(Jaren Wilkey | BYU) The BYU women's soccer team celebrates a win over defending champs Santa Clara.
I would like to offer a heartfelt congratulations to the Brigham Young University women’s soccer team for their outstanding season and runner-up finish in the NCAA national championship. This is truly a remarkable achievement — and I cried after Cameron Tucker’s game-winning goal against Virginia in the Sweet 16.
Admittedly, I played soccer for the University of Utah and always cheer against BYU in rivalry matches. Nevertheless, the older I get, the more apparent it becomes how important BYU women’s soccer was in my life and how important it continues to be as a model of femininity within our Utah community.
Growing up in Provo during the early 2000s, the BYU women’s soccer games were 90 minutes of permissibly defied female stereotypes. There on the pitch women were confrontational. They were aggressive and fierce; strong and courageous; brilliant and ambitious. I idolized these women and so desperately needed the alternative version of Latter-day Saint femininity they personified — one that allowed for complexity in the experience and demonstration of womanhood.
That’s how I felt at least. Although I can’t speak for everyone, the fact that BYU led the nation in 2019 for women’s soccer average home game attendance at 2,945 spectators per game suggests others are similarly drawn to something this team exemplifies. One explanation could be that the slide tackles through the mud and 80-yard headers fill some sort of cultural void, such that an entire community will pack the stands to both witness and celebrate women who are acting neither calmly nor gently.
Sitting in the stands over the years I have witnessed the hair-raising power of thousands of voices united in encouragement, pride, and defense of these women. Though, perhaps, the most powerful moments I have witnessed are when parents lean down to their daughters and ask, “Did you see that?” or alternatively, “You can do that too, you know.”
I remember what it was like as a high-schooler who wanted nothing else than to play soccer for BYU, to have that crowd know my name and cheer me on. But the memory of that crowd, and the contrast once the game is over, also makes me sad.
After my college career ended, I devoted the same traits I learned on the soccer field to becoming a physician in obstetrics and gynecology. But, unlike my soccer career, that path has been lonely and silent. Rather than cheers, there have been microaggressions in the form of well-intentioned inquisitions into how I can be available for dating, marriage and children. My professional Latter-day Saint female mentors can be counted on fewer than three fingers. And I have been called a “unicorn” — a term used by medical school admission committees for Latter-day Saint female applicants because they are such a rare find that many jokingly wonder if they exist at all.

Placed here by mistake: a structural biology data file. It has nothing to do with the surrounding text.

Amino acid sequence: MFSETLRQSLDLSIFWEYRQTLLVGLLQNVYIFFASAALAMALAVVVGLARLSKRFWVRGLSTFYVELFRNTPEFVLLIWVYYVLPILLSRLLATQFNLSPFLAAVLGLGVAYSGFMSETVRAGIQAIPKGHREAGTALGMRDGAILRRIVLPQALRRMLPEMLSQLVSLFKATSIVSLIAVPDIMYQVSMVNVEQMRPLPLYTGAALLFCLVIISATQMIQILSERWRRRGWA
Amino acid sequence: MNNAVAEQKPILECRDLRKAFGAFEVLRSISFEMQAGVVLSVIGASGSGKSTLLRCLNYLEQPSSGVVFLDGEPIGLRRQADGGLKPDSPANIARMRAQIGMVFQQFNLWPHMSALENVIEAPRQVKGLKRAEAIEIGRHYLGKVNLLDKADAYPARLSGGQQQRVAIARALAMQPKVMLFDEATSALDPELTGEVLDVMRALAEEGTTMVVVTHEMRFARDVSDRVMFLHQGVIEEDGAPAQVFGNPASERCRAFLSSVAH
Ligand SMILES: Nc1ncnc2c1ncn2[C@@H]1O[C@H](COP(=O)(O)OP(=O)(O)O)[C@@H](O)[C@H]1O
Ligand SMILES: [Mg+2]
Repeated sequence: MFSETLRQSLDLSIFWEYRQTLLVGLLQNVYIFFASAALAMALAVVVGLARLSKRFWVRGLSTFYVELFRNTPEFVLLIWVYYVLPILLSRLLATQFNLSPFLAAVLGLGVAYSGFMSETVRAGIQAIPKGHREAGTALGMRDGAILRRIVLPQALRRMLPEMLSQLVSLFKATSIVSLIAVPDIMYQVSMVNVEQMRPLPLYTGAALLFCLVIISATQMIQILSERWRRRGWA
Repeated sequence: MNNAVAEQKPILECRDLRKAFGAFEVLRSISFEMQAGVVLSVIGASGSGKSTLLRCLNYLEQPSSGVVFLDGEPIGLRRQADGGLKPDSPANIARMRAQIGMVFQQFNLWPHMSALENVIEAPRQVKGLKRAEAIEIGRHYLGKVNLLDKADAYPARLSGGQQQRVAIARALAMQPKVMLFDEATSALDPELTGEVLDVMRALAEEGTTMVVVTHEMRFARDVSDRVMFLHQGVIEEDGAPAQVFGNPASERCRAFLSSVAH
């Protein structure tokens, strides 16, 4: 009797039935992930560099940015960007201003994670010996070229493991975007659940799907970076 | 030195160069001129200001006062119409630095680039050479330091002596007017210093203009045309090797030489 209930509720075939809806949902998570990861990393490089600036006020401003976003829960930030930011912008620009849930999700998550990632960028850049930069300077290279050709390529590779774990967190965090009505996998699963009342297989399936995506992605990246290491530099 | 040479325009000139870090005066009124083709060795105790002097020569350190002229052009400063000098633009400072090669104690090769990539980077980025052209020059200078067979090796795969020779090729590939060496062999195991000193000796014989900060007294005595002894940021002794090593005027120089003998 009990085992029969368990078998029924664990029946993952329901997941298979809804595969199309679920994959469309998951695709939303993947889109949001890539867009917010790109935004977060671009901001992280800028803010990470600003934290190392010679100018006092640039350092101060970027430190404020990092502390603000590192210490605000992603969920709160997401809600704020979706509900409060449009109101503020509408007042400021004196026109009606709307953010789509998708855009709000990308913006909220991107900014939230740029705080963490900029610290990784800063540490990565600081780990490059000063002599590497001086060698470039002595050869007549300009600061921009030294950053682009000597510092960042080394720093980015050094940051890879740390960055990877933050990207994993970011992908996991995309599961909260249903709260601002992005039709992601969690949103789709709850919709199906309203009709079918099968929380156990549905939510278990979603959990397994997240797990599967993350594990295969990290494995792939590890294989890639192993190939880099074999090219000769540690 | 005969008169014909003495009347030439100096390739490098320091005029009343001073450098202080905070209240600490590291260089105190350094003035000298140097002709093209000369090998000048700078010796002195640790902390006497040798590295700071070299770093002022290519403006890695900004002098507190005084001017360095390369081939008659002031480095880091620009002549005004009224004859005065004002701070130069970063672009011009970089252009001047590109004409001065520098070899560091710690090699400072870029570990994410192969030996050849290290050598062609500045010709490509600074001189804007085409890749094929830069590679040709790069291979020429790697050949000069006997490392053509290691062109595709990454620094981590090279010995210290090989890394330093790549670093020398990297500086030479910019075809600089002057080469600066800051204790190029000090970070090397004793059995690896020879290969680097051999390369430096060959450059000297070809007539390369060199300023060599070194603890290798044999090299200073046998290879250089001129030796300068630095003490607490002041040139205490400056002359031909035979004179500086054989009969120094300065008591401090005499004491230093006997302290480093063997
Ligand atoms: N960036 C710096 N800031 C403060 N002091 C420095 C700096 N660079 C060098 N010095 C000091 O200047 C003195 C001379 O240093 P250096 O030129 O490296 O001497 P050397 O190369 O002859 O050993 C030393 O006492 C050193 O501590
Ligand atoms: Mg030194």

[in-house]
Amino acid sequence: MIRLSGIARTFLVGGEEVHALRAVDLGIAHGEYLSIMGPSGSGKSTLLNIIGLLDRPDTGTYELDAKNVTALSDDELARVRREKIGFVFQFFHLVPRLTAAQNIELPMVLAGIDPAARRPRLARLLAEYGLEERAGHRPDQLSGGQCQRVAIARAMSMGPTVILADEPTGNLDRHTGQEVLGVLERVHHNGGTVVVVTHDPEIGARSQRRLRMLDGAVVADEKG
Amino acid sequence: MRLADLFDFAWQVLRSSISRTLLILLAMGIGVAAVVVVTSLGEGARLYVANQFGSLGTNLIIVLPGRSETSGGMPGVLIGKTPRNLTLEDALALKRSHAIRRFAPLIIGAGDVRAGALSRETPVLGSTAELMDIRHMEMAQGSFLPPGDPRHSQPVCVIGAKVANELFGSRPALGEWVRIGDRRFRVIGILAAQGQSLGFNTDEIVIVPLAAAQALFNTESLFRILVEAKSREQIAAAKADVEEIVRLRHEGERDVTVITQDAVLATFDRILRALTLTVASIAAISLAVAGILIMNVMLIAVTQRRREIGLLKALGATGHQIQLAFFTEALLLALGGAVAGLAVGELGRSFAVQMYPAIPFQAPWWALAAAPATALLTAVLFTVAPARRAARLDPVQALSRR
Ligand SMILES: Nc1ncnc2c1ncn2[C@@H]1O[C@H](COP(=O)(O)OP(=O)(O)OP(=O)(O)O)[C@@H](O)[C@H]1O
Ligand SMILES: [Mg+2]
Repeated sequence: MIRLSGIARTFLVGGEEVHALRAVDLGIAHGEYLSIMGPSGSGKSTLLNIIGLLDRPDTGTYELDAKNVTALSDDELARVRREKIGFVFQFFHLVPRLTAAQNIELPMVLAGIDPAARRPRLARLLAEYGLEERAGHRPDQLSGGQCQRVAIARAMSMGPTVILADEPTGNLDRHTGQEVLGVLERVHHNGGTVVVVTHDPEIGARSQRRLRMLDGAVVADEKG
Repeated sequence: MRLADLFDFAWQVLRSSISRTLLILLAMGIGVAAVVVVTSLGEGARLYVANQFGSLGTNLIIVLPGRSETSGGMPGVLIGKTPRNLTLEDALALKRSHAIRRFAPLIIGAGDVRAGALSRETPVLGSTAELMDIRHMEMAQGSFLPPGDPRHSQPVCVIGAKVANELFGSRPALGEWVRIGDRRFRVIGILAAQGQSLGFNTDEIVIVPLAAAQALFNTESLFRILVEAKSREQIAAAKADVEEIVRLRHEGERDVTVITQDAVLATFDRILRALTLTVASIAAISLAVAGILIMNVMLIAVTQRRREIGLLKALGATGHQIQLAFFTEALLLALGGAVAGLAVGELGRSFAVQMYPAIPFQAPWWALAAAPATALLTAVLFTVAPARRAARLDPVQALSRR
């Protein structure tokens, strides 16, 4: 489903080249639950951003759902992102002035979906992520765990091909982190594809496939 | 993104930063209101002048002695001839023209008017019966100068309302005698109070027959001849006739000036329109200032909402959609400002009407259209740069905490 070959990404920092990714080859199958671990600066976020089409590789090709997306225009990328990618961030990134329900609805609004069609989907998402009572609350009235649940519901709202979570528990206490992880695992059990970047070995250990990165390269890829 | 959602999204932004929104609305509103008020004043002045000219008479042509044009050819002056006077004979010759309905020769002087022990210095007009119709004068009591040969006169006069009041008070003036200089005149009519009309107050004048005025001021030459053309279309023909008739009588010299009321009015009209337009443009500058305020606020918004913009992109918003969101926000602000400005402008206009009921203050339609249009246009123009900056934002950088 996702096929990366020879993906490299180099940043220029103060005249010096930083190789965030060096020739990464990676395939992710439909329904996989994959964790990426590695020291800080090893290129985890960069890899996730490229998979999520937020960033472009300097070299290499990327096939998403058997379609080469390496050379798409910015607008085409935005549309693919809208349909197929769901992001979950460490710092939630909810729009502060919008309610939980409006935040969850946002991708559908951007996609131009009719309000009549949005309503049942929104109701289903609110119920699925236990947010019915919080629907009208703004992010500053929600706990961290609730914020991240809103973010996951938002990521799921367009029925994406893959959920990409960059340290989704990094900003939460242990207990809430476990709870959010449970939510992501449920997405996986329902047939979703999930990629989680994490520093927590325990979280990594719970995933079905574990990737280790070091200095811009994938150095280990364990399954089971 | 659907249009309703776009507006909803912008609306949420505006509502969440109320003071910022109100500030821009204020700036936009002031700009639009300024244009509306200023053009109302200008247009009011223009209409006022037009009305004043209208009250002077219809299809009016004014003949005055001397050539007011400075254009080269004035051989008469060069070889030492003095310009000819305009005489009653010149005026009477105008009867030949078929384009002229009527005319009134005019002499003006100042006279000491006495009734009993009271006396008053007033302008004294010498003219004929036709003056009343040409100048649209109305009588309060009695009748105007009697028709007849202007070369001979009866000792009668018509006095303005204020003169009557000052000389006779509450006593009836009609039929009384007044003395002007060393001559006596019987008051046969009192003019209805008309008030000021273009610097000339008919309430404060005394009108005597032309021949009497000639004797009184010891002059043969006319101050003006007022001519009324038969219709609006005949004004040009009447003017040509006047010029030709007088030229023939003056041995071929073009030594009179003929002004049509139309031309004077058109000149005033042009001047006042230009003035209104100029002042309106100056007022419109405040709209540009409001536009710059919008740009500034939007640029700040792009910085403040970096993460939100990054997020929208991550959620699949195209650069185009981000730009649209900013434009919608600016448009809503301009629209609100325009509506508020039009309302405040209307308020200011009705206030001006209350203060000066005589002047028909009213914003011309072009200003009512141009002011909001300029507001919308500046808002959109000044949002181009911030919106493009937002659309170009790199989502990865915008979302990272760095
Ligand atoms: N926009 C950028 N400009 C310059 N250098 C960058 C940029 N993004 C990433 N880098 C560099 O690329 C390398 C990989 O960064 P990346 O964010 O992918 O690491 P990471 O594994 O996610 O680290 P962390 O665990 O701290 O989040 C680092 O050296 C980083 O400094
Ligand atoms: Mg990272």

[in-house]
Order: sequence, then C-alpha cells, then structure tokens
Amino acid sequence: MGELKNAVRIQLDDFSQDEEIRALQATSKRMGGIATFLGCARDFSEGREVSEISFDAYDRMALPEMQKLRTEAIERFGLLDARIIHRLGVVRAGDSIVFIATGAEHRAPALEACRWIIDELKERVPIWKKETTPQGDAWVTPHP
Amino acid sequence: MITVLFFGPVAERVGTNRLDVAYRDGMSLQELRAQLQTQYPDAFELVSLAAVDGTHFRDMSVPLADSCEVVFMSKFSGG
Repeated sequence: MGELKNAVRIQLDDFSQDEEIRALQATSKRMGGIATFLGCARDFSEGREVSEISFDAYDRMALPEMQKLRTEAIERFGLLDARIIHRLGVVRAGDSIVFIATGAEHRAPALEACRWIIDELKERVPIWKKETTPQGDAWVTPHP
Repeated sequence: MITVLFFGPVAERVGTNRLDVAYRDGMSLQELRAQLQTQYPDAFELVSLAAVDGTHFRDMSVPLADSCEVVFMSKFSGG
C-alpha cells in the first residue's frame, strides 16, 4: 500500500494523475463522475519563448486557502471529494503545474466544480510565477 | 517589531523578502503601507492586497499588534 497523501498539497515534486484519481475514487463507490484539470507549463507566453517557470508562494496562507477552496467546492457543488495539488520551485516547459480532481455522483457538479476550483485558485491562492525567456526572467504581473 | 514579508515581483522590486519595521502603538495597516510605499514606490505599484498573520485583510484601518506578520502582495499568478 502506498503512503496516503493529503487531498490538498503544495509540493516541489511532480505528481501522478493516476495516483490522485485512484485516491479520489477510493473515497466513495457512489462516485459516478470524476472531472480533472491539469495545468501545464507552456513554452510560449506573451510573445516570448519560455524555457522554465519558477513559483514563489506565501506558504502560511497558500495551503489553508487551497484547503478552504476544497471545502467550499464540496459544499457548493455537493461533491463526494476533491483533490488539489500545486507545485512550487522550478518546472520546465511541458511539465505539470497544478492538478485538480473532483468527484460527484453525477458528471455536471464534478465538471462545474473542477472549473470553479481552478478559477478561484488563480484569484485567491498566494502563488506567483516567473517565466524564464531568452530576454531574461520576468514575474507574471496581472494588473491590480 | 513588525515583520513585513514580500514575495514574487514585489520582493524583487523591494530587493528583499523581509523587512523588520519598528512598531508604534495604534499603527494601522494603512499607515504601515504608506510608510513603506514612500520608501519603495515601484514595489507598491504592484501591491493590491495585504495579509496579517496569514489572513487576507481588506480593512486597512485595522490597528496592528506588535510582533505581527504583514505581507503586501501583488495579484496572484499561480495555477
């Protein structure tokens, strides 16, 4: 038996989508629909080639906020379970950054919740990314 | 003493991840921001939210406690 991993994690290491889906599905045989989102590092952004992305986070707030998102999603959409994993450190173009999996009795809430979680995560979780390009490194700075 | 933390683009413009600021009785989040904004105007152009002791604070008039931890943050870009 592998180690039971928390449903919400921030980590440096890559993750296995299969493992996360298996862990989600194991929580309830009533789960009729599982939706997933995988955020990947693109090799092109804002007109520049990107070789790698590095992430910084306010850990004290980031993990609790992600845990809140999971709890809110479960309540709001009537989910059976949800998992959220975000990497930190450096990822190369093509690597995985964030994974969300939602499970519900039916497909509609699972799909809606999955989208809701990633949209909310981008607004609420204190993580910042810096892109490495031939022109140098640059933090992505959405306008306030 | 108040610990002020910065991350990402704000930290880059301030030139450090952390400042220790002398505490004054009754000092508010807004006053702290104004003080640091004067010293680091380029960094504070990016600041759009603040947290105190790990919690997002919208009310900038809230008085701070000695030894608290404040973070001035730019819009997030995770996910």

As a community, we officially endorse gender equality, but in reality, we are far from it. Utah consistently ranks as the worst state for women’s equality when examining factors such as income, attainment of higher education, political representation and numbers of women in professional and managerial occupations.
I do not believe this inequality is from lack of desire, but rather from lack of representation, from the simplification of womanhood and from a faithless belief that motherhood can only be successfully accomplished in one, prescribed way. It fascinates me that the same characteristics we celebrate in female soccer players — their authority, aggression and grit — are rarely encouraged and modeled for girls in non-athletic applications.
Imagine if women applying into graduate school, law school or medical school had the enthusiasm and support of a BYU women’s soccer crowd. Imagine if we heckled the nay-sayers of a woman running for office the way we heckle referees giving our players a yellow card. Imagine our girls consumed by dreams of being the best in all types of fields, not just the soccer kind.
To the BYU women’s soccer team: We are so proud of you and your stunning season. But more than that, we are proud that you are the object of dreams for countless girls, reaching far beyond soccer. Keep being the complex, permission-giving women that you are. This community needs you.
Kellie Woodfield, M.D., is a former University of Utah soccer player (2008-2010) and current obstetrics and gynecology resident at the University of Utah.
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